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How to Structure Writing: Use the Chinese-Chef Approach

In school, we were taught to write sentence by sentence and paragraph by paragraph, and to package that writing into a neat narrative.  Maybe our teachers thought we would all grow up to be journalists or authors.   I don’t know about you, but the dreams of hiding out in a rustic mountain cabin, sipping scotch, and laying down eloquent words onto the pages of my next great novel ended a while ago.  So instead, like many others, I chose a different route: an exciting, fascinating career as—you guessed it—a businessman.

Although the mountains are nowhere in sight, my view is of a driveway, and my workspace was built not from logs but concrete, I still spend significant time typing emails and documents on my computer.  Did you know that a conservative estimate shows the average employee in the average industry writing 30 percent of his or her day?  Include me as average on all counts.  Breaking that number out equates to being firmly planted in a seat typing away for a day and a half each week, ten days a month, and 120 days per year.

The question is, what is most effective when it comes to all this business writing? In terms of structure, it’s certainly not writing lengthy sentences in block-style paragraphs, as with what I’ve used to this point.  A more effective structure is closer to what follows.

General’s Chicken, Please


For effective business writing, lose the long-winded, overly wordy paragraphs.  In fact, you may drop many paragraphs altogether.  Instead, convert them to lists.  Why? Lists accomplish the following:

  • Increase accessibility of your information
  • Decrease your need to craft sentences that flow together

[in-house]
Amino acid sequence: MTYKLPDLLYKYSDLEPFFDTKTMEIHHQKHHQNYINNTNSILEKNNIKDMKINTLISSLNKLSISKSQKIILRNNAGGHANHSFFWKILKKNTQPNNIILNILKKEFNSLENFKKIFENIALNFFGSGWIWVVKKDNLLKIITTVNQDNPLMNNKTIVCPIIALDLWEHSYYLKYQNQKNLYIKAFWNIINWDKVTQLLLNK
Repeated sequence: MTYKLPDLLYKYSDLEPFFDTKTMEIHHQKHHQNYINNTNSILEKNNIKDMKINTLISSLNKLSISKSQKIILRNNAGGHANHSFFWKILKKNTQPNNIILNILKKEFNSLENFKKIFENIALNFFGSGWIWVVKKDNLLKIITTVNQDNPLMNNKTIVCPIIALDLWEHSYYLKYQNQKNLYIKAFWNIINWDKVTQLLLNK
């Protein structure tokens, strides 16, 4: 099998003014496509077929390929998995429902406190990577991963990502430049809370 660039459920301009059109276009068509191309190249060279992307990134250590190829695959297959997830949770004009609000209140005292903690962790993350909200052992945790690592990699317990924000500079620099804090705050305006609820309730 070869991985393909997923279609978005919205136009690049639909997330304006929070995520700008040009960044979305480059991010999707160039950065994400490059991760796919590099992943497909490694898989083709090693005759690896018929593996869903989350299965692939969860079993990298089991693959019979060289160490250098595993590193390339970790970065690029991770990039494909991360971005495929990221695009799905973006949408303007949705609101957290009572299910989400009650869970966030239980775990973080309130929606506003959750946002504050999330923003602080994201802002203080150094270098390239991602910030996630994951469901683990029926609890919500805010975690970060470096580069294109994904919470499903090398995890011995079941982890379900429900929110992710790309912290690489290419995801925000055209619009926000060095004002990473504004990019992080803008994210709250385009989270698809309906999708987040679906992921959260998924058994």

• Improve your audience’s retention of your ideas

Lists also help present content to your audience in small chunks.  Just as the chef in a Chinese restaurant chops up your meats and veggies for you, you need to chop up your content into bite-sized, easily digestible pieces for the audience.

Additional techniques for slicing and dicing writing include the following:

  • Using headings and sub-headings
  • Adding plenty of white space
  • Moving data into tables and charts
  • Using visuals
  • Limiting paragraph length to eight lines
  • Limiting sentence length to two and a half lines (average of 17 words)
This ain’t Tom Clancy


We read books, newspapers, and magazines because we want to.  We read business documents because we have to.

Structuring business content with the techniques above helps our audience scan, not read, our documents.   This greatly helps those busy businesspeople who receive 30-40 emails and a tall stack of reports each day.  Save them the burden of burrowing through all that text by structuring your document so that the most important actions or information leap off the page.

To fulfill your artistic need for crafting beautiful, fluid prose, get started on that novel.  Otherwise, use the Chinese-chef approach to writing.

This Post Has 2 Comments
  1. Great article, and the perfect title! A usability expert, who consults on web page content optimization, once told me that a visitor is most likely to only read the first four bullet points in a list. I don’t know how accurate that is, but it makes sense due to our short attention spans on the internet.

    I love lists, and I completely agree with your reasons why they should be used in place of long paragraphs.

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